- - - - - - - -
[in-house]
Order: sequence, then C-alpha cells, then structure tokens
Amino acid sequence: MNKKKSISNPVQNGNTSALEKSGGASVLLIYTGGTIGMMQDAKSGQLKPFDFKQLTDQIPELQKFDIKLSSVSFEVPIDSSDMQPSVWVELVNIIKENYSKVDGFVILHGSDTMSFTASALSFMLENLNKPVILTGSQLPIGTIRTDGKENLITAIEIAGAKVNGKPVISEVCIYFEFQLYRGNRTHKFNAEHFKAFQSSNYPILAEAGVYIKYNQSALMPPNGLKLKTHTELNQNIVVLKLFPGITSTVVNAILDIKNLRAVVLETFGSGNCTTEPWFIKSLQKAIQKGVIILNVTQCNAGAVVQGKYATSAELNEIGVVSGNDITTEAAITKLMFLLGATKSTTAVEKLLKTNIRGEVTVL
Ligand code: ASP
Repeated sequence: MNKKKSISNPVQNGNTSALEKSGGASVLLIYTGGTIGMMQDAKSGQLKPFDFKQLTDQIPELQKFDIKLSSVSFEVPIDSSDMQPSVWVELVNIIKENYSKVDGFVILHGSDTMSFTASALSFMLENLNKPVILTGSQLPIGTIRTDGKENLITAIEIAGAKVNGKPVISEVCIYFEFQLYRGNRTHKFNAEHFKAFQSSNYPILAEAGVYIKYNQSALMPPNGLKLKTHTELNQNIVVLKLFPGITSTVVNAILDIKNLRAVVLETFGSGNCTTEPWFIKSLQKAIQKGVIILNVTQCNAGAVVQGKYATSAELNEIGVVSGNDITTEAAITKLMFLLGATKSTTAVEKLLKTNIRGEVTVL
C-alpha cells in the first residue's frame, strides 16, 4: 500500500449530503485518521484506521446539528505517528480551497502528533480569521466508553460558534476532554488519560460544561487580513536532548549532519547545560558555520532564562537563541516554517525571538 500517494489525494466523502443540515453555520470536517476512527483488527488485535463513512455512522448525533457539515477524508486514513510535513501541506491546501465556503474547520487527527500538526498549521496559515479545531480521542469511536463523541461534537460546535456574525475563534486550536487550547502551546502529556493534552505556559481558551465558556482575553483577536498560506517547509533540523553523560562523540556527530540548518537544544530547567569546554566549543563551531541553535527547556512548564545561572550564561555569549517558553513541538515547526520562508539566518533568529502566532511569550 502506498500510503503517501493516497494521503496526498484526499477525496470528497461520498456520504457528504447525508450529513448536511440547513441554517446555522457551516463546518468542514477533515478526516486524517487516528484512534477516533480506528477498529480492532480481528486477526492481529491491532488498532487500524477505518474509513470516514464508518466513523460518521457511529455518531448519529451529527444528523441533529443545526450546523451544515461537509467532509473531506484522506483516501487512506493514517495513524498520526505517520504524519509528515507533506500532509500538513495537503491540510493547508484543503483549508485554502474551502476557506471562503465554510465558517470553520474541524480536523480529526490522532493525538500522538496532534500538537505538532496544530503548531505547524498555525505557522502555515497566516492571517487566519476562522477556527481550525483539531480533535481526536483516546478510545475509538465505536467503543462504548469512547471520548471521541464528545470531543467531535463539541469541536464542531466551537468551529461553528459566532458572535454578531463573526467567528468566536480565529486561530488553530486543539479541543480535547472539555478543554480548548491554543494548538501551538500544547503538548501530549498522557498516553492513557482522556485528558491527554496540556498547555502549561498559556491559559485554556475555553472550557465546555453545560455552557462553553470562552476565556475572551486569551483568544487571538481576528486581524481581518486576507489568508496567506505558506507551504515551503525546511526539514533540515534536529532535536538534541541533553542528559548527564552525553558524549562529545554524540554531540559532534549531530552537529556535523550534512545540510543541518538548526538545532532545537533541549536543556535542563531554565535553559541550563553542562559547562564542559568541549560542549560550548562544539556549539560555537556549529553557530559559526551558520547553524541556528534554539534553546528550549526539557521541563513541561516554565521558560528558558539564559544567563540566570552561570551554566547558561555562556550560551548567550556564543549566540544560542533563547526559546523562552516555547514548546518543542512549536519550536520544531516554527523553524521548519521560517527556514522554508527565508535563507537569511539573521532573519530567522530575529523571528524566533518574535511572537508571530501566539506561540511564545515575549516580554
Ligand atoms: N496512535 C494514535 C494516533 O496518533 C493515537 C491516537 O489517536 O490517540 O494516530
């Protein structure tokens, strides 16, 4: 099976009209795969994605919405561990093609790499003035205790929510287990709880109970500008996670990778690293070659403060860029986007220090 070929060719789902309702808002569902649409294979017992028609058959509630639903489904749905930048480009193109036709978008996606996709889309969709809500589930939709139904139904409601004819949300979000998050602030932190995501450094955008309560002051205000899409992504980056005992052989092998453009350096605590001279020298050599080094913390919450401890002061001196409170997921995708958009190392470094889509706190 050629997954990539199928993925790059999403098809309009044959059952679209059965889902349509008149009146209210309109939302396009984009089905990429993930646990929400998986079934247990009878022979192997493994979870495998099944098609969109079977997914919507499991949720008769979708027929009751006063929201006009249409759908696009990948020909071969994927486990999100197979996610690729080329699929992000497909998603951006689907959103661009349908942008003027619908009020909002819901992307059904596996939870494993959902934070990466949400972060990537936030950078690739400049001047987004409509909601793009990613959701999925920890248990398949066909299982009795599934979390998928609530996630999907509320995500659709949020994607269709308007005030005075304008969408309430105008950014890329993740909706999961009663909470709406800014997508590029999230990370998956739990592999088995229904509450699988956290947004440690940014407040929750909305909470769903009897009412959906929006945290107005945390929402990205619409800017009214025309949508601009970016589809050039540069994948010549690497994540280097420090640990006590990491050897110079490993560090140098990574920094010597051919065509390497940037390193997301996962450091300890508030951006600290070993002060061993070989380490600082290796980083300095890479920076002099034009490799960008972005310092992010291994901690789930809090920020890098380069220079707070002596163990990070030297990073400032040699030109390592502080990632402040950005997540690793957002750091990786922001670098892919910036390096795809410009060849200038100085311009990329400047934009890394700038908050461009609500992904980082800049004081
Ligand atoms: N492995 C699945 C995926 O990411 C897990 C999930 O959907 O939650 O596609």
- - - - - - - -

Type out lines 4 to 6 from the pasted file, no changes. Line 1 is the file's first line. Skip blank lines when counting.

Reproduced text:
Ligand code: ASP
Repeated sequence: MNKKKSISNPVQNGNTSALEKSGGASVLLIYTGGTIGMMQDAKSGQLKPFDFKQLTDQIPELQKFDIKLSSVSFEVPIDSSDMQPSVWVELVNIIKENYSKVDGFVILHGSDTMSFTASALSFMLENLNKPVILTGSQLPIGTIRTDGKENLITAIEIAGAKVNGKPVISEVCIYFEFQLYRGNRTHKFNAEHFKAFQSSNYPILAEAGVYIKYNQSALMPPNGLKLKTHTELNQNIVVLKLFPGITSTVVNAILDIKNLRAVVLETFGSGNCTTEPWFIKSLQKAIQKGVIILNVTQCNAGAVVQGKYATSAELNEIGVVSGNDITTEAAITKLMFLLGATKSTTAVEKLLKTNIRGEVTVL
C-alpha cells in the first residue's frame, strides 16, 4: 500500500449530503485518521484506521446539528505517528480551497502528533480569521466508553460558534476532554488519560460544561487580513536532548549532519547545560558555520532564562537563541516554517525571538 500517494489525494466523502443540515453555520470536517476512527483488527488485535463513512455512522448525533457539515477524508486514513510535513501541506491546501465556503474547520487527527500538526498549521496559515479545531480521542469511536463523541461534537460546535456574525475563534486550536487550547502551546502529556493534552505556559481558551465558556482575553483577536498560506517547509533540523553523560562523540556527530540548518537544544530547567569546554566549543563551531541553535527547556512548564545561572550564561555569549517558553513541538515547526520562508539566518533568529502566532511569550 502506498500510503503517501493516497494521503496526498484526499477525496470528497461520498456520504457528504447525508450529513448536511440547513441554517446555522457551516463546518468542514477533515478526516486524517487516528484512534477516533480506528477498529480492532480481528486477526492481529491491532488498532487500524477505518474509513470516514464508518466513523460518521457511529455518531448519529451529527444528523441533529443545526450546523451544515461537509467532509473531506484522506483516501487512506493514517495513524498520526505517520504524519509528515507533506500532509500538513495537503491540510493547508484543503483549508485554502474551502476557506471562503465554510465558517470553520474541524480536523480529526490522532493525538500522538496532534500538537505538532496544530503548531505547524498555525505557522502555515497566516492571517487566519476562522477556527481550525483539531480533535481526536483516546478510545475509538465505536467503543462504548469512547471520548471521541464528545470531543467531535463539541469541536464542531466551537468551529461553528459566532458572535454578531463573526467567528468566536480565529486561530488553530486543539479541543480535547472539555478543554480548548491554543494548538501551538500544547503538548501530549498522557498516553492513557482522556485528558491527554496540556498547555502549561498559556491559559485554556475555553472550557465546555453545560455552557462553553470562552476565556475572551486569551483568544487571538481576528486581524481581518486576507489568508496567506505558506507551504515551503525546511526539514533540515534536529532535536538534541541533553542528559548527564552525553558524549562529545554524540554531540559532534549531530552537529556535523550534512545540510543541518538548526538545532532545537533541549536543556535542563531554565535553559541550563553542562559547562564542559568541549560542549560550548562544539556549539560555537556549529553557530559559526551558520547553524541556528534554539534553546528550549526539557521541563513541561516554565521558560528558558539564559544567563540566570552561570551554566547558561555562556550560551548567550556564543549566540544560542533563547526559546523562552516555547514548546518543542512549536519550536520544531516554527523553524521548519521560517527556514522554508527565508535563507537569511539573521532573519530567522530575529523571528524566533518574535511572537508571530501566539506561540511564545515575549516580554